African Cup of Nations, also called Africa Cup of Nations and African Nations Cup, the most prestigious football (soccer) competition in Africa. It is contested by national teams and is organized by the Confédération Africaine de Football (CAF). The competition’s format has changed over time, with the number of teams increasing from 3 in 1957 to 16 in 1996. Growing participation also led to the introduction of qualifying rounds in 1968, the same year that CAF decided to hold the tournament biennially.
The African Cup of Nations was first held in February 1957 in Khartoum, Sudan, where Egypt defeated the host nation in the final to win the Abdel Aziz Abdallah Salem Trophy, named after its donor, an Egyptian who was the first CAF president. That trophy was permanently awarded to Ghana in 1978 when it became the first country to win the tournament three times. The next trophy, known as the African Unity Cup, was awarded permanently to Cameroon in 2000 when that team claimed its third championship since 1978. In 2002 a new trophy called the Cup of Nations was introduced.
The competition has served as a showcase for the talents of African players. In the 1950s and ’60s the tournament’s attacking, entertaining style of play seized the imagination of African fans and attracted European talent scouts, agents, and journalists. Under the leadership of Ethiopian Ydnekachew Tessema, CAF president from 1972 until his death in 1987, the cup earned greater international prestige. Professionalism was allowed in 1980 and corporate sponsorships accepted in 1984. Among the cup’s greatest performers are Samuel Eto’o of Cameroon, who holds the record for most career goals scored in the Cup of Nations (18), and Ivorian striker Laurent Pokou, who tallied five goals in a 6–1 victory over Ethiopia in 1970.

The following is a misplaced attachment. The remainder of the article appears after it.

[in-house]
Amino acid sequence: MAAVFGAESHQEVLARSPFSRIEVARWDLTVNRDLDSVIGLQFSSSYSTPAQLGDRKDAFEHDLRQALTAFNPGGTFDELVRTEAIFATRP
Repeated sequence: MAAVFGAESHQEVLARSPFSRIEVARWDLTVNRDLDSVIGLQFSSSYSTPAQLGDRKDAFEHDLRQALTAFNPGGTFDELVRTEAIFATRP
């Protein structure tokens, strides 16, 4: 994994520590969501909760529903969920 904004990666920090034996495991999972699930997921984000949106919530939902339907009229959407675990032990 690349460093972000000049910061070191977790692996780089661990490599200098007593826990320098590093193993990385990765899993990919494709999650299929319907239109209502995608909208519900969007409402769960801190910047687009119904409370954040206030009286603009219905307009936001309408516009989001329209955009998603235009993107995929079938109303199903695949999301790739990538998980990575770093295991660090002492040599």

Beyond the boundaries of the playing fields, the Cup of Nations has been a conduit for the articulation of political values and ideas. Having inherited colonial institutions devoid of indigenous symbols of national identity, many independent African governments invested considerable economic and political capital into national football teams in order to elicit pride and build unity among their diverse populations. For example, with the enthusiastic support of Ghana’s first president, Kwame Nkrumah, Ghana won the cup in 1963 and 1965. In winning the 1996 tournament at home, South Africa’s racially mixed team seemed to symbolize football’s power to bridge the gaping social and economic inequalities left by apartheid. In contrast, the Algerian government was unable to capitalize on Algeria’s victory in the 1990 Cup of Nations, as fans celebrated the team’s triumph in Algiers by chanting their support for the opposition Islamic Salvation Front. Political tensions violently disrupted the Cup of Nations in 2010: the Togo team bus was attacked by separatist gunmen as it traveled into the Angolan exclave of Cabinda on its way to the tournament; two team officials and the bus driver were killed in the attack, and the Togolese team withdrew from the 2010 Cup of Nations, which was held with 15-team field.
*Finals held in even-numbered years 1968–2012;